Part 1 of the this article on anime and with details of the festival can be found here.
My Back Page (Mai bakku peji)
Our first live action movie of the festival that we attended was Nobuhiro Yamashita’s My Back Page. Yamashita has previously won the Best Director Prize at the Japanese Hochi Film Awards and some of his other works include The Matsugane Potshot Affair and A Gentle Breeze in the Village.
My Back Page is based on a novel by Saburo Kawamoto, which is reported to be autobiographical. It details his life as an inexperienced journalist between 1969 to 1972. In Japan during that time, there was strife between particular student groups and the government which lead sometimes to violence and destruction. In the movie, the main character Sawada was an alumnus of Tokyo University. He wanted to get more involved with these radical groups to report on them like he had done previous with poor men in Tokyo.
Sawada, despite the advice from his colleagues at the newspaper, falls in with one of these activists advocating armed struggle, a mysterious man named Umeyama. He seems to have invented his entire group and background but Sawada sticks with him none-the-less. We the audience know who he really is, and this shows just how manipulative and charismatic Umeyama is.
The opening of this movie is quite exciting. We see a riot taking place and the aftermath of an infamous battle. We get to listen into the ramblings of various “revolutionary” leaders and their plans for armed resistance to overthrow the government. This excitement peters out however, as it is soon apparent that the students are all talk and no action, apart from one tragic damp squib of an attack which spells the end of Umeyama’s career as a revolutionary.
It was quite hard to understand what was the central point of this movie. It seemed to have no real direction. For a time I thought that the development of Umeyama and Sawada’s relationship was the central theme. But they didn’t meet all that often and when they did it was a discussion of facts. There were other strands of relationships portrayed, between Umeyama’s group members, Umeyama and the other fringe groups and Sawada and the journalists but it was not clear which ones were the focus of the story.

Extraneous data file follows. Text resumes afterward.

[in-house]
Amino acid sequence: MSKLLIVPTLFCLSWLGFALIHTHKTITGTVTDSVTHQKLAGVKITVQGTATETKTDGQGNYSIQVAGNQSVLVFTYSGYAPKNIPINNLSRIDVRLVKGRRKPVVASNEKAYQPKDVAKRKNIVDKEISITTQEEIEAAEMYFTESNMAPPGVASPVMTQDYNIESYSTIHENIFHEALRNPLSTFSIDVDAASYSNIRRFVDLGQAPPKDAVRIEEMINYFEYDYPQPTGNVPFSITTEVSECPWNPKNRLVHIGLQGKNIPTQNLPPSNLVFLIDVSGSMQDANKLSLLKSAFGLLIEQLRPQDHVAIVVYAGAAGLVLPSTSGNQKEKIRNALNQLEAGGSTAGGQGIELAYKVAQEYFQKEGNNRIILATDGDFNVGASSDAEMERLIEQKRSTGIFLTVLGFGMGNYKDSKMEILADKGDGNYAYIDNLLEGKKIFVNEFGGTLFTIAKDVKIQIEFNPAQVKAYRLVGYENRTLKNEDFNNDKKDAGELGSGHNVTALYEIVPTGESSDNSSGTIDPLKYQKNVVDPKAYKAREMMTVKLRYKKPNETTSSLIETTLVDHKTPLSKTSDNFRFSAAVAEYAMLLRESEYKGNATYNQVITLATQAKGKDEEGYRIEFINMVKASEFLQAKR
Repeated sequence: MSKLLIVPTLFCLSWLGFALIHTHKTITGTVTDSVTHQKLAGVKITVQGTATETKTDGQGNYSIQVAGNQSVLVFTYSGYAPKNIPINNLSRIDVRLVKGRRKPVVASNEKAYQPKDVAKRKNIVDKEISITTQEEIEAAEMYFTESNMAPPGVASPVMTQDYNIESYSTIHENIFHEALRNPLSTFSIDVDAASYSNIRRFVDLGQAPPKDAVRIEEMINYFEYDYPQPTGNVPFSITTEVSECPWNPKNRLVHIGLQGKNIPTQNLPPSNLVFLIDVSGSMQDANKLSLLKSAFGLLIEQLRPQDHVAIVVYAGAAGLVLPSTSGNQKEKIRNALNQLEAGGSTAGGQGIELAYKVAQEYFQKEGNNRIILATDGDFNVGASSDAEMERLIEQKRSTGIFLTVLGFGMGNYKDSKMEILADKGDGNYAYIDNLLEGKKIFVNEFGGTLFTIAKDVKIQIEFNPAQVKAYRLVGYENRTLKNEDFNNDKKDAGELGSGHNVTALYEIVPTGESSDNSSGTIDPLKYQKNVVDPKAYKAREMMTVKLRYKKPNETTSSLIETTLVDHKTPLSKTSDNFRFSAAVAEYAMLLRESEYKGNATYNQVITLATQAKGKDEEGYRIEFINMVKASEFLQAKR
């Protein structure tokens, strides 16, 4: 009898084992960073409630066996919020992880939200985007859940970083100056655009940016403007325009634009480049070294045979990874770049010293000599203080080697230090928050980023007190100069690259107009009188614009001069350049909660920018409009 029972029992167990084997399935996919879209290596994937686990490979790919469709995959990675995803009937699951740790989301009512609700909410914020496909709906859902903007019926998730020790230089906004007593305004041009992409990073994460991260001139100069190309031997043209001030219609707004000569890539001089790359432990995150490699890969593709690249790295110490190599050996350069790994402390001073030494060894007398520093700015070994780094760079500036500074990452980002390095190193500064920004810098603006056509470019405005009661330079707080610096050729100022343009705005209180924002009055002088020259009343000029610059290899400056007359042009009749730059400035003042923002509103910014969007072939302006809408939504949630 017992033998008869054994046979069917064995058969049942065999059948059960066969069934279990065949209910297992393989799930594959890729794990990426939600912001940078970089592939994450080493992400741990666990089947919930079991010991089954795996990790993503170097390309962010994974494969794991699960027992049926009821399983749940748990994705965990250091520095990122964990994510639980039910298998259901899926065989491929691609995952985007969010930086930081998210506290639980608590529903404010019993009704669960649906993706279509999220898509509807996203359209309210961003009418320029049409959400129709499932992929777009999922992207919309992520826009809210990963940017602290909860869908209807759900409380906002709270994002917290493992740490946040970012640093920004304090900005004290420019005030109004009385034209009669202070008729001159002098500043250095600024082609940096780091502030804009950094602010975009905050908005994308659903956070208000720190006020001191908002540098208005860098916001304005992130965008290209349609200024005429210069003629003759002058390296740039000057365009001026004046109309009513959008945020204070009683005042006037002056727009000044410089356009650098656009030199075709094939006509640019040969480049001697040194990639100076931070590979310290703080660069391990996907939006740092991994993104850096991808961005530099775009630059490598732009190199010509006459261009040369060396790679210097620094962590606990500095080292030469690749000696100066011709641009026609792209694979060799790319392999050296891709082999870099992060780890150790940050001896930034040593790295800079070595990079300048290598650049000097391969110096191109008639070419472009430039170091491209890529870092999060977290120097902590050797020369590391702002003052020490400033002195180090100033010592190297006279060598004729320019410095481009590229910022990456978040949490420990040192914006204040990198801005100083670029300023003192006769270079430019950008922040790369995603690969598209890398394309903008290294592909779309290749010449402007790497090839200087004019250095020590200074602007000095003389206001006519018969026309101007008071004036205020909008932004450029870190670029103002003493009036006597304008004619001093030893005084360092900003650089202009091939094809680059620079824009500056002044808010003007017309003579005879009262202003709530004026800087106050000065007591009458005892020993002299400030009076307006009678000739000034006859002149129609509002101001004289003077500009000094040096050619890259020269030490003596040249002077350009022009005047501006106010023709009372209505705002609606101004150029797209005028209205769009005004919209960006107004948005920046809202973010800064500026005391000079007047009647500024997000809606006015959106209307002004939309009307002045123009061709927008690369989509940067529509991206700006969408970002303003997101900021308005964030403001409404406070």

This can be summed up by saying that the movie portrayed the “what happens” rather than the “whys” and “hows”. We were left none the wiser at how Sawada or the others were taken under Umeyama’s spell or why Umeyama did what he did. It was not clear why everyone went to the extremes that they did during a time that the taste for revolution was fading fast. It was quite a superficial exploration and there was little point to the women characters at all, except to appear, listen to some dialogue and fade into the background again.
A few things really saved this movie. Firstly was the period of history that it was set in. I know very little about Japanese history from these years and it was fascinating learning about the background social realities and politics of the time. Coupled with Poppy Hill it was an interesting commentary on 1960s/early 1970s, Japan.
The other thing was the acting skills of the main cast. They were quite a young cast and were bloody brilliant. The tears, anger, joy, sweat and sickness all came out and they were compelling to watch. The two main actors Satoshi Tsumabuki (Sawada) and Ken’ichi Matsyama (Umeyama) often come top of “hotest actor” lists but this movie showed that they were far more than pretty faces. They brought some emotional depth to a script that didn’t have much of it to begin with.